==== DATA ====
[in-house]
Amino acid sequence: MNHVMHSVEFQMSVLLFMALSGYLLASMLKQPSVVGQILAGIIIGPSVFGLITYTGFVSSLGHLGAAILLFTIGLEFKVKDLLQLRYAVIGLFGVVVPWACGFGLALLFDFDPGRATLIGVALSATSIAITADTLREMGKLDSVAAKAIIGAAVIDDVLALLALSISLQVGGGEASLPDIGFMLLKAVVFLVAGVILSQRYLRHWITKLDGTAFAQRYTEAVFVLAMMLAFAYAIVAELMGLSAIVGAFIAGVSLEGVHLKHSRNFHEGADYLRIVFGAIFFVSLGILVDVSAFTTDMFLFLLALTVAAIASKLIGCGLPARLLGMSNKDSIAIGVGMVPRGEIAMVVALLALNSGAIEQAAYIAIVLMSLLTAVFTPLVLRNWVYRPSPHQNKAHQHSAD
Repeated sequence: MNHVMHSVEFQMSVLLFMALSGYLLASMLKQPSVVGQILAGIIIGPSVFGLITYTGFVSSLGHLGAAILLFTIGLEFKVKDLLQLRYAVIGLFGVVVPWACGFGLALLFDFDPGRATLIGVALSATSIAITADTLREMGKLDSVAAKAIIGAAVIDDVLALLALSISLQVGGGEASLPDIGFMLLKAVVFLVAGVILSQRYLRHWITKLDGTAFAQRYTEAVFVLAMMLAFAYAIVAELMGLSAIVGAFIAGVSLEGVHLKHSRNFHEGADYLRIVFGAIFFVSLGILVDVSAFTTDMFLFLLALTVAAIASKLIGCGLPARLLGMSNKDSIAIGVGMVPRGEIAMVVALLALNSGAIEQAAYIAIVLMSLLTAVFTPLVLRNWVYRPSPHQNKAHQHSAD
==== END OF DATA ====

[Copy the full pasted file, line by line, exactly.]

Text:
[in-house]
Amino acid sequence: MNHVMHSVEFQMSVLLFMALSGYLLASMLKQPSVVGQILAGIIIGPSVFGLITYTGFVSSLGHLGAAILLFTIGLEFKVKDLLQLRYAVIGLFGVVVPWACGFGLALLFDFDPGRATLIGVALSATSIAITADTLREMGKLDSVAAKAIIGAAVIDDVLALLALSISLQVGGGEASLPDIGFMLLKAVVFLVAGVILSQRYLRHWITKLDGTAFAQRYTEAVFVLAMMLAFAYAIVAELMGLSAIVGAFIAGVSLEGVHLKHSRNFHEGADYLRIVFGAIFFVSLGILVDVSAFTTDMFLFLLALTVAAIASKLIGCGLPARLLGMSNKDSIAIGVGMVPRGEIAMVVALLALNSGAIEQAAYIAIVLMSLLTAVFTPLVLRNWVYRPSPHQNKAHQHSAD
Repeated sequence: MNHVMHSVEFQMSVLLFMALSGYLLASMLKQPSVVGQILAGIIIGPSVFGLITYTGFVSSLGHLGAAILLFTIGLEFKVKDLLQLRYAVIGLFGVVVPWACGFGLALLFDFDPGRATLIGVALSATSIAITADTLREMGKLDSVAAKAIIGAAVIDDVLALLALSISLQVGGGEASLPDIGFMLLKAVVFLVAGVILSQRYLRHWITKLDGTAFAQRYTEAVFVLAMMLAFAYAIVAELMGLSAIVGAFIAGVSLEGVHLKHSRNFHEGADYLRIVFGAIFFVSLGILVDVSAFTTDMFLFLLALTVAAIASKLIGCGLPARLLGMSNKDSIAIGVGMVPRGEIAMVVALLALNSGAIEQAAYIAIVLMSLLTAVFTPLVLRNWVYRPSPHQNKAHQHSAD